Exit velocity in baseball, is the speed in which the ball leaves the bat. And yesterday it took on a whole new meaning. Because overshadowing a Bart Colon meltdown in the Bronx, and a Yankees win that all but clinched the top spot in the Wild Card—is the 105 mile-per-hour line drive foul ball that struck a two-year-old girl in the face in the bottom of the 5th inning.
If you’re traumatized seeing that, you should be. Now imagine seeing it. Now imagine being Todd Frazier and hitting it. Now imagine being the grandparents of the two-year-old girl who brought her to the game. It’s a moment no one deserves—especially not at a baseball game where it’s completely and totally preventable. And the fact this grisly moment happened at all is embarrassing and shameful. Because if we’re being really honest right now—no one is surprised this happened. The only surprising thing is it didn’t happen sooner. This is a hideous moment decades in the making.
Thankfully the little girl didn’t die. She was taken to a nearby hospital and her dad told WABC, “She’s doing all right. Just keep her in your thoughts.”
It’s not like this isn’t the first screaming line drive to hit someone in the seats. Hell, Aaron Judge sent someone to the hospital earlier this season. But it better be the last. Because Major League Baseball and the owners of these parks are dead flat out of excuses for not making their games safer for fans.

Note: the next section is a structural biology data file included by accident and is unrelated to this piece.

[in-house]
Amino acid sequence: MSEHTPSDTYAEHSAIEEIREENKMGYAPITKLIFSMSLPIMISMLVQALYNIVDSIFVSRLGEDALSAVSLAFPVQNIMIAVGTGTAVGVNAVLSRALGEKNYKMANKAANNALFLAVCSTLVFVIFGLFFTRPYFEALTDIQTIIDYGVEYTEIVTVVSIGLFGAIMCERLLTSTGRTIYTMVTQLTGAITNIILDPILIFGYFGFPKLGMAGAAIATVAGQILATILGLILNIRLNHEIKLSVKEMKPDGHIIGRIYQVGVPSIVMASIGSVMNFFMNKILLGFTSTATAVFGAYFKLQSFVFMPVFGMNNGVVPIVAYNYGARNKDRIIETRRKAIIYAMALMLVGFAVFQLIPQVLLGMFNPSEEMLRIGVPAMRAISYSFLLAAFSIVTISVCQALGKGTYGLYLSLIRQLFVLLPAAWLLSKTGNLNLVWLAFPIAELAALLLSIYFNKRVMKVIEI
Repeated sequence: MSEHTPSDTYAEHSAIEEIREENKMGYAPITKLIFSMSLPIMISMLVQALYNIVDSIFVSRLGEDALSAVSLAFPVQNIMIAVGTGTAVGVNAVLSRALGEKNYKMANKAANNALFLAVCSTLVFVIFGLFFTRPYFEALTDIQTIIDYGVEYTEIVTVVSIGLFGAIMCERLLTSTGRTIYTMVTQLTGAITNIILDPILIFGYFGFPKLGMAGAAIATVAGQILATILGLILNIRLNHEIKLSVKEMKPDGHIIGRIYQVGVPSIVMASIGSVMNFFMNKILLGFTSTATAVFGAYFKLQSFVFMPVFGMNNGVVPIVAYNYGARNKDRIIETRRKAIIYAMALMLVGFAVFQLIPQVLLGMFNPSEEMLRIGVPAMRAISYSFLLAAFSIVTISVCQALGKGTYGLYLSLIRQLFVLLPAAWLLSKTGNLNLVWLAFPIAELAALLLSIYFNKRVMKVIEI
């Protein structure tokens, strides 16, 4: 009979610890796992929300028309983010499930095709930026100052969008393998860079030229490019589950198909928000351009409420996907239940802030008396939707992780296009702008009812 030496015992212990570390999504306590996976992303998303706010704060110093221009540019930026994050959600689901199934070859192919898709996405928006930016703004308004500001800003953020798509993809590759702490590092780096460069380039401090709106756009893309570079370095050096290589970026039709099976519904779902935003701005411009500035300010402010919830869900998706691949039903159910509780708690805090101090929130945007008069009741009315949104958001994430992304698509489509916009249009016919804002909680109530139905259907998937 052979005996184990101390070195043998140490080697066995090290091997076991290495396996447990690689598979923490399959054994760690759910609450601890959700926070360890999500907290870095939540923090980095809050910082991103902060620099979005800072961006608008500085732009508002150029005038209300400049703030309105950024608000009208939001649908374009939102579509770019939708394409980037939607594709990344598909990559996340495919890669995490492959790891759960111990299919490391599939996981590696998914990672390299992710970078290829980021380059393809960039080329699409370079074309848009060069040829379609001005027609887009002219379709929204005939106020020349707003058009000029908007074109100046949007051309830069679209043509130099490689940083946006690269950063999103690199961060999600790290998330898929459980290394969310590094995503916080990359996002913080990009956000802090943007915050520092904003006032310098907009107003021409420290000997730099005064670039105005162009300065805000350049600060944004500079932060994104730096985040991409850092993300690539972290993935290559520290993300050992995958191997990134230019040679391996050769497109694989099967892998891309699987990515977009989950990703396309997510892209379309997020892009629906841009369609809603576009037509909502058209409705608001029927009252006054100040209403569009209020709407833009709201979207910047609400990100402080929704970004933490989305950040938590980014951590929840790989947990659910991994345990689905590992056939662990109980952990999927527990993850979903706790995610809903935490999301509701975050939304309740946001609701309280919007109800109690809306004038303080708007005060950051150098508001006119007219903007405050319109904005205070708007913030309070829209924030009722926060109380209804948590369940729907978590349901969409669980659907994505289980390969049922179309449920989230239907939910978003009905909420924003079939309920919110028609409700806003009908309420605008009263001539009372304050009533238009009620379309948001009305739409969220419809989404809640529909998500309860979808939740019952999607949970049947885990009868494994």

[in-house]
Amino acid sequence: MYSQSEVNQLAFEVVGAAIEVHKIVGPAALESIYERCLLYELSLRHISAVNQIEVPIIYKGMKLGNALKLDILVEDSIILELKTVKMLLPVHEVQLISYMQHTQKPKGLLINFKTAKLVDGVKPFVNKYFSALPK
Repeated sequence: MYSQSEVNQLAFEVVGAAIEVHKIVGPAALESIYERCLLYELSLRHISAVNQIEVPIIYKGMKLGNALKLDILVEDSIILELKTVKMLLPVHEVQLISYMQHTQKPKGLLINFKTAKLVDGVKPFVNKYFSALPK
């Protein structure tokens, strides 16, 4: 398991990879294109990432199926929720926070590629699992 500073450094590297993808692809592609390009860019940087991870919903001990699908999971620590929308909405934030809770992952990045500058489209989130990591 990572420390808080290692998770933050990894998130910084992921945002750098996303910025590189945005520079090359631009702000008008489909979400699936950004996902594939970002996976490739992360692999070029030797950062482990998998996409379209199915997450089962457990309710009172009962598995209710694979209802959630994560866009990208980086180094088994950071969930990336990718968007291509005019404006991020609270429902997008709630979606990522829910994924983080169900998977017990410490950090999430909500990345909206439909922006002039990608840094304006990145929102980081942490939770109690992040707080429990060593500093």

After the game, Twins second baseman Brian Dozier told the media he had seen enough and nets need to be put up.
That’s a major leaguer telling you he never looks into the stands when a ball is hit like that. Mark Teixeira told ESPN the exact same thing last night. Imagine that. Imagine a job where you can’t turn your head at times because someone might be have been seriously injured or killed.
There is no gray area here. A little girl could have died yesterday. And if someone dying is what it’s gonna take for baseball to put nets down all the way down the lines, then as Jeff Passan put it last night, that’s, “more than negligence. It is the witting abdication of moral responsibility.”
He’s right. Baseball and the owners of these parks have a moral obligation to put nets up. Because even though a lot of people are coming down on the grandparents for putting a two-year-old in those seats, it’s not their fault. It’s really not. And that’s a pretty disgusting take if you ask me. That 105 mile-per-hour line drive could have killed an adult, too.
And before you say that you would have jumped in front of the kid, just save it Backseat Hero Guy. You’ve never seen a ball like that in your life—hooking at that speed and coming in from over the dugout and everything in the foreground. Just stop. The Yankees sold them those tickets. And they failed to protect their customers. And worse even is they left their employee, Todd Frazier, on one knee visibly shaken by what just happened from him doing nothing other than his job. Frazier doesn’t deserve that guilt. No one does. He said after, “It was terrible. I was shaken up a bit. I hope she is all right. It is something that I wish never happened.”
Baseball and every park that doesn’t have netting down the lines right now are so lucky. So freaking lucky. No one died. Thankfully. So now you can go and do the right thing before someone does.